On June 12th, 1966, after the first ever Puerto Rican Pride Parade, Chicago Police Department Patrolman Thomas Munyon shot 20 year-old Aracelis Cruz, sparking a wave of protests that would give a voice to the Puerto Rican community in Chicago, and create a lasting impact on the place of Latino voices in Chicago.
Since 1917, Puerto Ricans had been able to immigrate to the United States without restrictions, but it wasn’t until the 1940s that Puerto Rican communities began to really take root in Chicago. As is common for immigrants who settle in new cities, Puerto Rican immigrants established their own neighborhoods and communities where people could preserve their feelings of cultural connection and understanding, and support their friends and families. By the 1960s, the biggest of these communities had come together on the near west side and in Humboldt Park, especially along Division street, which is now known as Paseo Boricua or La Division.
It was on this very same street that Munyon fired at Cruz, and which gave its name to what came to be known as the Division Street Riots, 3 days of unrest during which thousands of Chicago’s Puerto Rican residents protested, 16 people were injured, and nearly 50 arrested. The Division Street Riots came at a time of great civil unrest across the United States, when people of color in cities as different as New York and Los Angeles were protesting the extremely long legacy of economic and social racial discrimination that permeated every corner of public life, including education, employment, policing, and housing.
The Division Street Riot was the “first major urban Puerto Rican riot in the history of the United States.” Chicago’s Latino communities were accustomed to discrimination, hardship, and neglect, and many say that the events of June 1966 marked a defining moment for the Latino community’s identity and efforts to organize and push back. People began protesting when police shot Cruz, and the violence escalated in response to the police bringing the entire force into the area with dogs. For many years, Chicago’s Puerto Rican residents had tried in vain to raise awareness about unfair and humiliating treatment at the hands of the police. One person was quoted in the Chicago Daily News on June 14, 1966, toward the end of the riots, saying that “[the police] treat us bad because we don’t know English –we cannot speak to them.” The Division Street Riots marked the tipping point of years of economic, political, and social disadvantage, inflamed by the racial tensions that emerged in interactions with the police.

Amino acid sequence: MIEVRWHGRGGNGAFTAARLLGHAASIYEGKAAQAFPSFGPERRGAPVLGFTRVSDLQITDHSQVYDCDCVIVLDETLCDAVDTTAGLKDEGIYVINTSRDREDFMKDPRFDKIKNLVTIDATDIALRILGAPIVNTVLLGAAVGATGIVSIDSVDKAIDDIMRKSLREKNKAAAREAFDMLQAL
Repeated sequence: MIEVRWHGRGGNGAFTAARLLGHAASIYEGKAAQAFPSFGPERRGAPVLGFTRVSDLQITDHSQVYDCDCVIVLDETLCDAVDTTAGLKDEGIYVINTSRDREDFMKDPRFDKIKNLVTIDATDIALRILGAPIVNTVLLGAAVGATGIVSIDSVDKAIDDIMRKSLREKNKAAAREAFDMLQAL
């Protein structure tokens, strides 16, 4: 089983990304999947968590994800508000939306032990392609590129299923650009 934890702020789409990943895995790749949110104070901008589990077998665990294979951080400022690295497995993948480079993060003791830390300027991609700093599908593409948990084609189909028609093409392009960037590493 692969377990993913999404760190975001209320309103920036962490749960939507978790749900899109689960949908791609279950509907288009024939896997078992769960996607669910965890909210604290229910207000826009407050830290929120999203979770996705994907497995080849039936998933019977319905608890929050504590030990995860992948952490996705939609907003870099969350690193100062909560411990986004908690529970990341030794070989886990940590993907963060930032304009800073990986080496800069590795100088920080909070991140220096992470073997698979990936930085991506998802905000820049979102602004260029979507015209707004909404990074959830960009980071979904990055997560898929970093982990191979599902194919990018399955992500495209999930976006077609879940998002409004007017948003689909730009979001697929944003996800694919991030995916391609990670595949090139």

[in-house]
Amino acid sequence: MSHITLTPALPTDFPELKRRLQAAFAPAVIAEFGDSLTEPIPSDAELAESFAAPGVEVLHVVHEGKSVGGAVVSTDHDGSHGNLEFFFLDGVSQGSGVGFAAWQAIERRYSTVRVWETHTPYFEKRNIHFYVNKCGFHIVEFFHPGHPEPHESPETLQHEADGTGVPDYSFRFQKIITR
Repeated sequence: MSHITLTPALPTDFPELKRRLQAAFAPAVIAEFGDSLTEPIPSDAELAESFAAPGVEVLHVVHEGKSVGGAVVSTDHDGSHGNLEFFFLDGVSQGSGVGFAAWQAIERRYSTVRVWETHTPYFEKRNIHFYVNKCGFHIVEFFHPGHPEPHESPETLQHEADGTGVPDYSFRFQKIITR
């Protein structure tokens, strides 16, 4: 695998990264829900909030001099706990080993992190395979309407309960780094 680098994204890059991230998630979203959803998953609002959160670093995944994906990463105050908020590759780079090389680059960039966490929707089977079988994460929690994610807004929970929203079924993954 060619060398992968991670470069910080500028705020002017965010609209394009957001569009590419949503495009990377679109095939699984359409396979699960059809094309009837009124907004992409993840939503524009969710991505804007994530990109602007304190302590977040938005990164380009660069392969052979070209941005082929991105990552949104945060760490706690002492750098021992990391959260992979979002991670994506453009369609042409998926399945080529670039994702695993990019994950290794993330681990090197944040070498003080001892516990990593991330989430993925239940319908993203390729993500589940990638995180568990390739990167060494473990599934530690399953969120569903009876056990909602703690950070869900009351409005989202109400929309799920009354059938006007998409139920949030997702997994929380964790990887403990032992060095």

In response to the violent demonstrations and their aftereffects, Puerto Rican community organizers began to host the first community meetings to organize around residents’ needs, for housing, for political representation, and for a voice. The community rallied in support of those who had been arrested during the riots, and new leaders arose from the community to take direct action against injustice by directly addressing poverty, employment, community involvement, political representation, and housing for the Puerto Rican community.
At Spanish Coalition for Housing, we’re proud to represent the continuing legacy of those initial steps toward combatting discrimination toward Latinos in Chicago. In the wake of the Division Street Riots, Spanish Coalition began as a coalition of groups from across Chicago, which came together to address redlining, housing discrimination, and a lack of interest from financial institutions in working with Latinos. Six years later, in 1972, Spanish Coalition for Housing was officially incorporated as a nonprofit. Though SCH has evolved over the years to meet Chicago’s changing needs, the spirit of the original coalition carries on in the agency’s name and unflagging dedication to fair housing. Today, SCH supports Latinos and other low- to moderate-income families to achieve their dreams of stable, affordable housing, with the goal of combatting the cycles of poverty, and giving Chicago’s hardworking residents heart, hope, and home.